skip to main content

H.R. 1799: Veterans Affairs Transfer of Information and sharing of Disability Examination Procedures with DOD Doctors Act

To amend title 10, United States Code, to include a single comprehensive disability examination as part of the required Department of Defense physical examination for separating members of the Armed Forces, and for other purposes.

The bill’s titles are written by its sponsor.

What you can do

Overview

Introduced:

Mar 29, 2017

Status:

Introduced on Mar 29, 2017

This bill is in the first stage of the legislative process. It was introduced into Congress on March 29, 2017. It will typically be considered by committee next before it is possibly sent on to the House or Senate as a whole.

Sponsor:

Robert Wittman

Representative for Virginia's 1st congressional district

Republican

Text:

Read Text »
Last Updated: Mar 29, 2017
Length: 3 pages

Prognosis:

1% chance of being enacted according to Skopos Labs (details)

History

Mar 29, 2017
 
Introduced

Bills and resolutions are referred to committees which debate the bill before possibly sending it on to the whole chamber.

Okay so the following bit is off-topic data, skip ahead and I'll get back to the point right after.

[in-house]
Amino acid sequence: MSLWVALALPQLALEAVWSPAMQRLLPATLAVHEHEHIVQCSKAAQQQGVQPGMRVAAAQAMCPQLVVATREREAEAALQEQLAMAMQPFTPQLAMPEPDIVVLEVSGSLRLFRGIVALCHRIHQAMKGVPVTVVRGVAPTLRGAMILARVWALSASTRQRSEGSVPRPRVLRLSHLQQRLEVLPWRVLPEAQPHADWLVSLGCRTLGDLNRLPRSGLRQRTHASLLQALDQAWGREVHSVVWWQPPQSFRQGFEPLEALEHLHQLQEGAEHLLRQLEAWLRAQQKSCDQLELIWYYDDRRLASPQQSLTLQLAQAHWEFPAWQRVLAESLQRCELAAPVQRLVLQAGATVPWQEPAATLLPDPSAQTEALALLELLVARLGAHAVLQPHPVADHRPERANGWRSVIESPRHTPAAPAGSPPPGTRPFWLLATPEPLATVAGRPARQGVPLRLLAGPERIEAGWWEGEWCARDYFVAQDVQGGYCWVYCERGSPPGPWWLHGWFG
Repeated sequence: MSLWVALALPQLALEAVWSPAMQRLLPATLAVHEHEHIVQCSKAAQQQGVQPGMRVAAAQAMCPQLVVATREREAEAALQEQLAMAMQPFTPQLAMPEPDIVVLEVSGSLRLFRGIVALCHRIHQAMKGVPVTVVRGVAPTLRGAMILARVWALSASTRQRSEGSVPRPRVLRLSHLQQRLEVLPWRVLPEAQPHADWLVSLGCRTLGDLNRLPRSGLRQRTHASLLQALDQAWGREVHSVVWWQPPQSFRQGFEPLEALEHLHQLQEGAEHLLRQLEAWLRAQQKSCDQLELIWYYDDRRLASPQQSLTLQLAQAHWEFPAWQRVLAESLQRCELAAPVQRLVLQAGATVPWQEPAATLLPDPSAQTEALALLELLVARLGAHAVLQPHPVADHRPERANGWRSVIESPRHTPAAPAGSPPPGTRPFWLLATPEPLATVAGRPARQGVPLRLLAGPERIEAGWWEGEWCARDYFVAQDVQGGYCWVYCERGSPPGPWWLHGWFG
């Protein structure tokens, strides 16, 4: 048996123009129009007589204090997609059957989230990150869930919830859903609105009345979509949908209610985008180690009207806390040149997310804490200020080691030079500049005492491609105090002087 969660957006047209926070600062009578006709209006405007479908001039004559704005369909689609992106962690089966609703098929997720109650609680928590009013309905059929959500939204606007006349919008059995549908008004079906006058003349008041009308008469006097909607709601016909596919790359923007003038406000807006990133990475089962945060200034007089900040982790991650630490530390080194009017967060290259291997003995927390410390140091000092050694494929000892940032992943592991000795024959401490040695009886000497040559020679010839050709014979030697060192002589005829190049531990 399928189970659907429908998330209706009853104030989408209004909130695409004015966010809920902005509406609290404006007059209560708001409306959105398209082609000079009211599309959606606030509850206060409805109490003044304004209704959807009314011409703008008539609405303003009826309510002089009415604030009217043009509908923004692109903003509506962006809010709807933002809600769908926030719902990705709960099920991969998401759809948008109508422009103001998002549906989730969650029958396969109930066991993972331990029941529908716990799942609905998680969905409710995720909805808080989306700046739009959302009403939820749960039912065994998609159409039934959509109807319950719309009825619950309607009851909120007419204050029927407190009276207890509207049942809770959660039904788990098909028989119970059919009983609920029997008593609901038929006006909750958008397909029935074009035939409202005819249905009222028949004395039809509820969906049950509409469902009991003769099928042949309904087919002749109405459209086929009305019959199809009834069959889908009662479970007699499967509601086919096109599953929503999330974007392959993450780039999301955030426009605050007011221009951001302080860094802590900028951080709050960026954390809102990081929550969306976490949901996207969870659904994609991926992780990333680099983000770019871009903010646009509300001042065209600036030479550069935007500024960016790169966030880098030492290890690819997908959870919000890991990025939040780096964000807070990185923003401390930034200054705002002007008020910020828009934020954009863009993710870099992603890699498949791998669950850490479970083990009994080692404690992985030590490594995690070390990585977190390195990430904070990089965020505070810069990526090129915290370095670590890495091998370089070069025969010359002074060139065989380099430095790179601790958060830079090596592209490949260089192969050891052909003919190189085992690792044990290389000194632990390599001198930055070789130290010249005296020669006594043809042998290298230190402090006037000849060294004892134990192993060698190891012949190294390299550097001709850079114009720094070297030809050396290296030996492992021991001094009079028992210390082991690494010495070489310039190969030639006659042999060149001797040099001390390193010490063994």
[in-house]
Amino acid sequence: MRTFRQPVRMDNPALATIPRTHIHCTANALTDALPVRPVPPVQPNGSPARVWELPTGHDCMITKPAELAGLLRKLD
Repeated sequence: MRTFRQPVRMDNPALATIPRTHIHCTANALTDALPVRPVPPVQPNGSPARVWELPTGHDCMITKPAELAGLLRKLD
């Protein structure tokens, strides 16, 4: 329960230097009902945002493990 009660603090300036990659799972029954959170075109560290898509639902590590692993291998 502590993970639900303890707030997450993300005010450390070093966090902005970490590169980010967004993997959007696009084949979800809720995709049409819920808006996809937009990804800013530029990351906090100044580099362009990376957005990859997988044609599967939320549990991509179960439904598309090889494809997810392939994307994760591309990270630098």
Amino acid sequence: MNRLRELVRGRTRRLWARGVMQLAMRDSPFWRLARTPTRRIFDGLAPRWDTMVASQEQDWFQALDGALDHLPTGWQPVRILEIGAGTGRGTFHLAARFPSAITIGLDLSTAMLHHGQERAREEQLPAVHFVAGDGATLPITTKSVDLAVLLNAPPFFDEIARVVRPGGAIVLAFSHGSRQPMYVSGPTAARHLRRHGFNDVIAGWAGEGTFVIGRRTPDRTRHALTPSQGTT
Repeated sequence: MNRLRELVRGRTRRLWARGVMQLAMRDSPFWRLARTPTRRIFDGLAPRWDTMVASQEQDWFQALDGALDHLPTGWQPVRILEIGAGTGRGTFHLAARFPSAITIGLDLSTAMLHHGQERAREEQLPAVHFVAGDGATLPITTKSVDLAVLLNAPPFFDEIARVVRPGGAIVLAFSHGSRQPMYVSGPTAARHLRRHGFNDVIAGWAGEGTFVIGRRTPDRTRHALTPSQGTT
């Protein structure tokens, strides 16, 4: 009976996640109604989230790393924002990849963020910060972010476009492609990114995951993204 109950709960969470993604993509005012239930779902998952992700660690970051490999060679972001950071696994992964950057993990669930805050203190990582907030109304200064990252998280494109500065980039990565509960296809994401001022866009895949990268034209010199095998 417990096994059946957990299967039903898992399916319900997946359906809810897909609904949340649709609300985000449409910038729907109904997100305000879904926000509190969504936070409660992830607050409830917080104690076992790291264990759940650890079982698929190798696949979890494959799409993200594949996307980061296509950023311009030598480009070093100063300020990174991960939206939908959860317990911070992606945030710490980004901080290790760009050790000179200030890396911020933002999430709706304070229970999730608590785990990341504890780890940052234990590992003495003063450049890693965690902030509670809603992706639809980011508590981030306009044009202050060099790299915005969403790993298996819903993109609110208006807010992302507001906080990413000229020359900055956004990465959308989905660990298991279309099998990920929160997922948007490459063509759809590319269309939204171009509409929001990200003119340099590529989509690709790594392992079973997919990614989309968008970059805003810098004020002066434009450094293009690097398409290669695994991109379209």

Pending
 
Ordered Reported

Pending
 
Passed House (Senate next)

Pending
 
Passed Senate

Pending
 
Signed by the President

H.R. 1799 is a bill in the United States Congress.

A bill must be passed by both the House and Senate in identical form and then be signed by the President to become law.

How to cite this information.

We recommend the following MLA-formatted citation when using the information you see here in academic work:

“H.R. 1799 — 115th Congress: Veterans Affairs Transfer of Information and sharing of Disability Examination Procedures with DOD Doctors Act.” www.GovTrack.us. 2017. August 17, 2017 <https://www.govtrack.us/congress/bills/115/hr1799>

Where is this information from?

GovTrack automatically collects legislative information from a variety of governmental and non-governmental sources. This page is sourced primarily from Congress.gov, the official portal of the United States Congress. Congress.gov is generally updated one day after events occur, and so legislative activity shown here may be one day behind. Data via the congress project.